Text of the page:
I made a collage for a boyfriend once. Silly, I know. I spent hours pinning little bows, buttons, kissy-pictures and other embarrassing items on a large piece of misshapen cardboard. It was Valentine's Day or some anniversary (or a Tuesday), and I thought a creative, thoughtful expression to be thoroughly appropriate.
After adding paint, song lyrics, and probably more kissy-pictures, I presented my work of art to him with enthusiasm. He seemed appreciative enough at first, spouting phrases like, "Oh, I love that picture" and "Excellent color scheme!" I assumed this meant he was going to take care of my masterpiece forever and ever.
How surprising it was, then, to find it on his floor months later, next to CDs and socks. No amount of initial marveling could make up for mistreatment later. His casual disregard of my efforts felt more like direct disrespect toward me.
I've heard Christians blabber on about how beautiful mountains and oceans are, about how much they enjoy nature - yet they make no real effort to actually take care of it. (And does hunting really qualify as nature-appreciation?) The problem with pollution and deforestation isn't just that it hurts creation, but that it disrespects the Creator. How you treat the creation reflects how you feel about the Creator.
This is why the aforementioned boyfriend and I eventually broke up. (It wasn't only because of his misplacement of my arts and crafts project, but you get the idea.) There were some serious respect issues between us, and they influenced the relationship's demise. Now, God isn't going to "break up" with the Church over the environment. I think it's safe to say, though, there are respect issues that could hinder the relationship.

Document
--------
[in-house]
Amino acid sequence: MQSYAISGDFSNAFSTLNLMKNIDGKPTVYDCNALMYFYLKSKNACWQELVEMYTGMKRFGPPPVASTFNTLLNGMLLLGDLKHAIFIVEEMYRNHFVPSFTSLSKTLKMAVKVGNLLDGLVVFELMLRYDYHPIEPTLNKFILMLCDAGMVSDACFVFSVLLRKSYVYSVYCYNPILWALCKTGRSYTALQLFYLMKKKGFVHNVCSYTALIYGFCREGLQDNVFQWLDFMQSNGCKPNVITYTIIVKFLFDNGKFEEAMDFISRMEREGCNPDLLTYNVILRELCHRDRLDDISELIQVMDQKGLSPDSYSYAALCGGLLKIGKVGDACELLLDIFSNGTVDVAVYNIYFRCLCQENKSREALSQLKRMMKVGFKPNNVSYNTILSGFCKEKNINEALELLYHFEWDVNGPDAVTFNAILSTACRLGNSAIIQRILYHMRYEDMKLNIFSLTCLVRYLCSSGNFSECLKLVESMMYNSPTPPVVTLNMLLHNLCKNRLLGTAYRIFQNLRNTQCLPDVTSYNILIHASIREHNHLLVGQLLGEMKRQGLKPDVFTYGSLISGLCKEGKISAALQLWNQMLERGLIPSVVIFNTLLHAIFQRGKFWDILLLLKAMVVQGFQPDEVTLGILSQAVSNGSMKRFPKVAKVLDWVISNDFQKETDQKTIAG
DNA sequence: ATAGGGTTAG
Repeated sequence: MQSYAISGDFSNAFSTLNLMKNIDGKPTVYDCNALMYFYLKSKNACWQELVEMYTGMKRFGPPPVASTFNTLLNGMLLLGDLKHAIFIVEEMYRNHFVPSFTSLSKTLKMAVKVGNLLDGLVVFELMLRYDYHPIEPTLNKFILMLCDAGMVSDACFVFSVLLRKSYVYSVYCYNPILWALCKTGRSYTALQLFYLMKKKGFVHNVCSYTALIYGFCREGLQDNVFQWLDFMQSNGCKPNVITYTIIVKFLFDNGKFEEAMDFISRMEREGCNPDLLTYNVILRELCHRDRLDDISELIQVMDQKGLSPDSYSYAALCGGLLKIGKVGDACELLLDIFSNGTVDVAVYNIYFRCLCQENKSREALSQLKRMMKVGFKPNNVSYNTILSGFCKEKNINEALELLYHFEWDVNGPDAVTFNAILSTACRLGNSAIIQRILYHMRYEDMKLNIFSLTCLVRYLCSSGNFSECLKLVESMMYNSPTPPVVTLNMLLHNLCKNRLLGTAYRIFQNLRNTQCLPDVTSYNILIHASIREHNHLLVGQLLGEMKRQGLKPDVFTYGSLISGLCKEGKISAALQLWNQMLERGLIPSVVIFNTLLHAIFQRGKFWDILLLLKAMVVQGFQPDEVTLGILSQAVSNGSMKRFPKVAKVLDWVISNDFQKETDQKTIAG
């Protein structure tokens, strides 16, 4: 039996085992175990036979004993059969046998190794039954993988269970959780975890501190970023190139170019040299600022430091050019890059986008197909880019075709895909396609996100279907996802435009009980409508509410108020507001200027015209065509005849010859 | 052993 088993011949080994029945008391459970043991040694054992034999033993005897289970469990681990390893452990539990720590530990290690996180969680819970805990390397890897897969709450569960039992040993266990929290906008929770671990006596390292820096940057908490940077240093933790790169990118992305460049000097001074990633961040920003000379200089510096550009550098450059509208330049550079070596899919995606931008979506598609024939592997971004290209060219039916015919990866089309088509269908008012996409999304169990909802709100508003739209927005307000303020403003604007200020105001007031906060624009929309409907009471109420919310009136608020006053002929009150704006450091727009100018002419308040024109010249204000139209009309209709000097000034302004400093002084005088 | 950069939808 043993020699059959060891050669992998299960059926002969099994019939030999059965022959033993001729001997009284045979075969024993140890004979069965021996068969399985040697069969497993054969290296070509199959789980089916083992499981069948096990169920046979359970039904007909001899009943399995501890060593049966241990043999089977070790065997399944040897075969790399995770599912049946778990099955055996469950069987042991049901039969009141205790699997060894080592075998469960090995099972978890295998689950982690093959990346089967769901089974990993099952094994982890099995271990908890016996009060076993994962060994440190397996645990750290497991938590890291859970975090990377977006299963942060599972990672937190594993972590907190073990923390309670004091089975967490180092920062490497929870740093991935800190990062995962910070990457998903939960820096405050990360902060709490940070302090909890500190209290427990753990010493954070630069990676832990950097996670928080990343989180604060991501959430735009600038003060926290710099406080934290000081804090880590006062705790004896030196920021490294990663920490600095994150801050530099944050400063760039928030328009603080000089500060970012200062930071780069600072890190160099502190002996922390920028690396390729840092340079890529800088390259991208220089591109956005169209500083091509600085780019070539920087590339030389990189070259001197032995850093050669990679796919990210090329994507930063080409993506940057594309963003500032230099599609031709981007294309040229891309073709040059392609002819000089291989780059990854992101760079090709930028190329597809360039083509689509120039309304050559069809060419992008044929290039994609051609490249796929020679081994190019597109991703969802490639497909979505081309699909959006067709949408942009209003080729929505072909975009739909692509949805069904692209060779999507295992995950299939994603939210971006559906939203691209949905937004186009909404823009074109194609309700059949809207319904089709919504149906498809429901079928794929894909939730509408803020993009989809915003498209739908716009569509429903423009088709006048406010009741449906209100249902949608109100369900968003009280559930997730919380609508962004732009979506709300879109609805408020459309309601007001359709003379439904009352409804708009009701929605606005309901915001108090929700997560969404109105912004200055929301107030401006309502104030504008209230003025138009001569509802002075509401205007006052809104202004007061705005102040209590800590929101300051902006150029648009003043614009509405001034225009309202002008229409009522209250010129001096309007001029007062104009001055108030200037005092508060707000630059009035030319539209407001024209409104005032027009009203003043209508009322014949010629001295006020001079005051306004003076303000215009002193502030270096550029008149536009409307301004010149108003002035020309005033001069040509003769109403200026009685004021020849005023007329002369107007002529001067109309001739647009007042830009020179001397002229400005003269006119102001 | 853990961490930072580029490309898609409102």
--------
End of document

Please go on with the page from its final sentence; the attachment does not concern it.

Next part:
Many Christians presume "going green" means you have to start voting Democrat and dressing entirely in hemp - that somehow being an environmentalist means putting humans second, as if it really were a choice between hating trees or hating babies. This is pretty idiotic, because last time I checked, people live on Earth. When we protect the environment, we're protecting people. Oil spills and over-farming won't just hurt sea otters and soil. They will hurt us.
Going green is about loving and respecting the Creator and our neighbors. (This was the idea behind that "Greatest Commandment" in Mark 12:29-31.) So, do some research. Recycle. Raise awareness. Conserve water and electricity. Carpool. Buy organic. Trendy, leftist activities they may be, they can also be acts of worship - steps that prevent the Earth from becoming a dump (and possibly prevent God from wanting to dump us).
Meredith Grady is a senior at Emmanuel College in Franklin Springs, Georgia. She is also (surprise!) the daughter of Charisma editor J. Lee Grady.
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